In this post I’ll list a few words and phrases to keep a veg*n, as well as our our furry (/feathery/scaley) friends, alive in Japan. This list is non-exhaustive! There are definitely things not mentioned here that you can’t eat, and need to be conscious of!
～が食べられませ ～がたべられません ～ga taberaremasen can’t eat
This means “ can’t eat”. Preceded by a noun N, it becomes can’t eat N. If you’re not familiar with Japanese pronunciation: the sound that is conventionally transliterated as R (as in tabeRaRemasen) sounds a lot more like an L, and you might be better understood if you replace this with an L in your speech. (e.g. taberaremasen → tabelalemasen). If you listen out for people using this sound you’ll figure out how it works pretty quickly.
肉 にく niku meat
This generally refers to non-fish meats. In some circumstances it may not refer to chicken either. Basically, if you simply say ‘肉が食べられません’someone may still offer you fish or chicken.
魚 さかな sakana fish
Kanji are structured in such a way that other kanji that contain this kanji are also probably fish. For example, 鰹 (かつお) from the previous post contains this kanji on the left. In ingredients lists this is a big one to avoid, because it finds its way into a lot of places we wouldn’t expect.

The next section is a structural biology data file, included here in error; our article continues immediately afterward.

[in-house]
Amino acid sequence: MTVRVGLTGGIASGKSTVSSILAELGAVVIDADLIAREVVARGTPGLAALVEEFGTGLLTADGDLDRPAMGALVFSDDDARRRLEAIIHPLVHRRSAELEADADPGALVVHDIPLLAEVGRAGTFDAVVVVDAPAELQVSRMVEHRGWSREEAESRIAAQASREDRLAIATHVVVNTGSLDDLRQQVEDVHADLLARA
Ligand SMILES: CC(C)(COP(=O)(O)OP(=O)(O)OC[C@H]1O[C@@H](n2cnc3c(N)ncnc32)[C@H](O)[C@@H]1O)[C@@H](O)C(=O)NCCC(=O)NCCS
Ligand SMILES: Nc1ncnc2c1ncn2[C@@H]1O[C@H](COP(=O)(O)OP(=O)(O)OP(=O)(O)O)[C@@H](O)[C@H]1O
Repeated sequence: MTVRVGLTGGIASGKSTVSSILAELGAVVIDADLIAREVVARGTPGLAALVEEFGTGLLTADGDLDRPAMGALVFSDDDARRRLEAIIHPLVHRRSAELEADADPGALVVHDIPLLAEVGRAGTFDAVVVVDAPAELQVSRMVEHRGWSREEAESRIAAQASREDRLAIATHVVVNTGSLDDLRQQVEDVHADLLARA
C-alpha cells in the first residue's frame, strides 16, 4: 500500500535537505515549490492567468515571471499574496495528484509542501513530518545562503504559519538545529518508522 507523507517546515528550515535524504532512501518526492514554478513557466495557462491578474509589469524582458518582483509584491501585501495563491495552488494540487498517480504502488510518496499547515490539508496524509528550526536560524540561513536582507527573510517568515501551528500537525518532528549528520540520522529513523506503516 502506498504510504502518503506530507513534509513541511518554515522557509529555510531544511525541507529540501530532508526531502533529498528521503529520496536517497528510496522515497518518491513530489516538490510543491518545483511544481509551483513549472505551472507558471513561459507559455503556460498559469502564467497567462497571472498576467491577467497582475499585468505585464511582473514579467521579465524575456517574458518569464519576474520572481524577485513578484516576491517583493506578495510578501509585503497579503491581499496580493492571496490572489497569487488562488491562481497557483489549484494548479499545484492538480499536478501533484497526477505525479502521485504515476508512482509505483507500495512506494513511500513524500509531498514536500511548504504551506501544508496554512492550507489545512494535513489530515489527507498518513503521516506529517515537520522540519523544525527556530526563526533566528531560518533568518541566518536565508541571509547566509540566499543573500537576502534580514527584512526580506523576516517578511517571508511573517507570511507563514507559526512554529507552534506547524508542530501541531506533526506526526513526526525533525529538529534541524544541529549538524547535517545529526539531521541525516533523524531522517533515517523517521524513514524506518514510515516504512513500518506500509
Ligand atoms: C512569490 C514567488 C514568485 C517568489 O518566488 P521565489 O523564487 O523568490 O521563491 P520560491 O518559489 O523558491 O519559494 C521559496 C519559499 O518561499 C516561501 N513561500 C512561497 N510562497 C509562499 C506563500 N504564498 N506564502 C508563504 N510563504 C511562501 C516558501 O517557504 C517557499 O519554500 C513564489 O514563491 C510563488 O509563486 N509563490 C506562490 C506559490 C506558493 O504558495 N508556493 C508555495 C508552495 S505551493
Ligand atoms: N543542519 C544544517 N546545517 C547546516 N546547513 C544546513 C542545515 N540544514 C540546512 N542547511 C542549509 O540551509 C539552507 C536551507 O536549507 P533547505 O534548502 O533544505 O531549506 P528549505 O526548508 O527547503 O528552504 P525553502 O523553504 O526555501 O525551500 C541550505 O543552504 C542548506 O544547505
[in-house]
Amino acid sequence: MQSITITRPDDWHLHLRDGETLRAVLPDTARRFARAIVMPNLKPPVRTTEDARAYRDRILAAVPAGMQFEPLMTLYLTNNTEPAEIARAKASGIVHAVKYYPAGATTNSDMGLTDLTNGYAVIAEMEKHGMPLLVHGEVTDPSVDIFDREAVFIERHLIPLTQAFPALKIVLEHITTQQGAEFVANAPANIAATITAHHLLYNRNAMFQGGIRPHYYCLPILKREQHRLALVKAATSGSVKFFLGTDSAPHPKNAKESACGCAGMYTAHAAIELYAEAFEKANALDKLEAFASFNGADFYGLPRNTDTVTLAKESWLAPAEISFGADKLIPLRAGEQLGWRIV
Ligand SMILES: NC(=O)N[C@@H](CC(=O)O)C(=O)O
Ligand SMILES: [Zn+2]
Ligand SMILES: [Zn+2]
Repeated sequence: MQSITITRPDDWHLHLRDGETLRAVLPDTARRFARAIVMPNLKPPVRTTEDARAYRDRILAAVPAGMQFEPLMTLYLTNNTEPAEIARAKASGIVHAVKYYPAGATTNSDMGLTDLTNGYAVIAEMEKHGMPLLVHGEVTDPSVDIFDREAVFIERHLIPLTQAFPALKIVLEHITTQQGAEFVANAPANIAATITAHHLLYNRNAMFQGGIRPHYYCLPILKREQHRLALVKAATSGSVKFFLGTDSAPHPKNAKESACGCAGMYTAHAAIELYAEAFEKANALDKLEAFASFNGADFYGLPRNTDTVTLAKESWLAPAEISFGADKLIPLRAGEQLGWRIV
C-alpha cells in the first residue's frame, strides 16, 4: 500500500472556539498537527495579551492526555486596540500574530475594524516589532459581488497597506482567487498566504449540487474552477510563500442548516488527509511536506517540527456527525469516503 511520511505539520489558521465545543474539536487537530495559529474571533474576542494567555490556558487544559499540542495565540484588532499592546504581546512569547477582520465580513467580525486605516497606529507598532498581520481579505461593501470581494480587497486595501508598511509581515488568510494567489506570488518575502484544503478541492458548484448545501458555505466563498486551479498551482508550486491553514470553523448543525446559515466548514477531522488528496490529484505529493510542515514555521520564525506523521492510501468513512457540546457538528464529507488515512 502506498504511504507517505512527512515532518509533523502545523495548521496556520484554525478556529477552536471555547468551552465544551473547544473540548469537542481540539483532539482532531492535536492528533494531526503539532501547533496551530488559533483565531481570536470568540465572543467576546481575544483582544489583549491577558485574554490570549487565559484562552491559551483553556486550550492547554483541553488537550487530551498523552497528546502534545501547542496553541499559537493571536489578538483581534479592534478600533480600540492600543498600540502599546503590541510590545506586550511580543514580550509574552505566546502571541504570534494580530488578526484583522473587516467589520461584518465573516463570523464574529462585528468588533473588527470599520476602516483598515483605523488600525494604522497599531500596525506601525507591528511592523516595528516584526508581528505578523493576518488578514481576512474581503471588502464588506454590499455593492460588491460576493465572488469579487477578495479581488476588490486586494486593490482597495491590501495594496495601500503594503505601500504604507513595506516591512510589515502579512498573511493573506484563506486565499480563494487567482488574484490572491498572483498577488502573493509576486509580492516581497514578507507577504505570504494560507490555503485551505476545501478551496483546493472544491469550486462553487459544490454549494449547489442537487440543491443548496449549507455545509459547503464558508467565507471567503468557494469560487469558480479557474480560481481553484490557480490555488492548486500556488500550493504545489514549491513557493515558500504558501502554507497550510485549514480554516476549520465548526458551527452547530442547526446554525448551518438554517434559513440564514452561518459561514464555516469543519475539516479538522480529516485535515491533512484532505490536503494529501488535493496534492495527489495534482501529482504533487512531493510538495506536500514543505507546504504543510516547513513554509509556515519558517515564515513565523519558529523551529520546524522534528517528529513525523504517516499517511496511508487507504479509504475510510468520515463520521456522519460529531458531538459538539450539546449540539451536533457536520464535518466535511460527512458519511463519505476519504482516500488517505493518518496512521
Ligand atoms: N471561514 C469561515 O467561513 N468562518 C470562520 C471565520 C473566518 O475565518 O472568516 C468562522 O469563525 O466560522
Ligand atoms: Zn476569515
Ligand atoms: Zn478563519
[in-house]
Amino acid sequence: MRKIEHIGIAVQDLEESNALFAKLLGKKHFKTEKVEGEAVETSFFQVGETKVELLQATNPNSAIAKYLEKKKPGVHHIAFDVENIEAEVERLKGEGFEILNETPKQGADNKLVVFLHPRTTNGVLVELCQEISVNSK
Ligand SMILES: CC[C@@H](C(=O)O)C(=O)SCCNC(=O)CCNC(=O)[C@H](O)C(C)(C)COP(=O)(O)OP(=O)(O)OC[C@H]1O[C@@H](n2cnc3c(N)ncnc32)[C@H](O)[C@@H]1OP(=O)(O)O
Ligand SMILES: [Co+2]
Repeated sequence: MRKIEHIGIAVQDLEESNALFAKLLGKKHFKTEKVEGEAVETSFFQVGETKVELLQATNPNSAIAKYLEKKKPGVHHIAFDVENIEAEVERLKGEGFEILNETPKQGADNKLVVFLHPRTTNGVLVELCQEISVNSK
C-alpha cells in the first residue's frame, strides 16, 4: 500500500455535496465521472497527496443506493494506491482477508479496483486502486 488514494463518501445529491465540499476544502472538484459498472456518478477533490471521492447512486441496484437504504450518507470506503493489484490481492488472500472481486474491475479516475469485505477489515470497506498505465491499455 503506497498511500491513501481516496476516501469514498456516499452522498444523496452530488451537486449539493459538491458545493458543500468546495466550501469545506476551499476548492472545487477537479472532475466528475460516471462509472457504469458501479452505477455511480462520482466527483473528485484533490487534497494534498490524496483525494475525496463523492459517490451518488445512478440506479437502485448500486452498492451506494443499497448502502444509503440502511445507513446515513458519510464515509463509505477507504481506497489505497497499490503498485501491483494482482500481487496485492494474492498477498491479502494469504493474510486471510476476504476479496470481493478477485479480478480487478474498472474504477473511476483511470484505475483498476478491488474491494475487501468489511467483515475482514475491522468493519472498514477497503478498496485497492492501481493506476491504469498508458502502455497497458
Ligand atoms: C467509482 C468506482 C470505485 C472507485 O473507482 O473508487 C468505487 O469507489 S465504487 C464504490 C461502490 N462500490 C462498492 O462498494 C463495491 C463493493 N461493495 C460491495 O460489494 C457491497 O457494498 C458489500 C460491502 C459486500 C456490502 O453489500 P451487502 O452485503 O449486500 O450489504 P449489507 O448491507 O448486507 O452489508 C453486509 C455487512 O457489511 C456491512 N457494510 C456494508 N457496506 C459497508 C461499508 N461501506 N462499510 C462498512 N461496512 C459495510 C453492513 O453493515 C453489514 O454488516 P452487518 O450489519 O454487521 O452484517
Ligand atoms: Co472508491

貝 かい kai shell
It also refers to the food made from animals that live in shells.
卵 たまご tamago egg
乳 にゅう nyuu milk
It doesn’t always refer to cow’s milk, which is usually written 牛乳 ぎゅうにゅう. For example 豆乳 means ‘soy milk’, 乳化剤 is ‘emulsifier’ and 乳酸 is ‘lactic acid,’ which are all probably vegan. However if it comes up on it’s own, I’d err on the side of caution. It’s (sadly) more likely to be cow’s milk than soy milk.
乳製品 にゅうせいひん nyuuseihin dairy
This one, however, is always non-vegan. Milk + product = milk product. Who said Japanese was difficult?
動物製品 どうぶつせいひん doubutsu seihin animal products
Just like above, here we have animal + product = animal product.
Here we have a really basic vocabulary with which to say that you’re vegetarian or vegan. Simply saying ‘I’m vegetarian’ (私はベジタリアンです）is unlikely to convey which foods you can and can’t eat (as mentioned in my previous post), so really specifying what you can eat is important. While saying ‘I’m vegetarian’ will at least be understood in a limited way by most people, saying I’m vegan (私はビーガンです） is likely to be met with blank stares.
So if you’re vegan, we want to use all of these words. In English you might say: I’m vegan. I don’t eat animal products. So I don’t eat egg, dairy, meat, or fish. This is Japan, so let’s throw a 貝 (shell) in there for good measure:
For lacto-ovo vegetarians, you can just drop the milk and the eggs. (I’m sure you hear that from vegans a lot).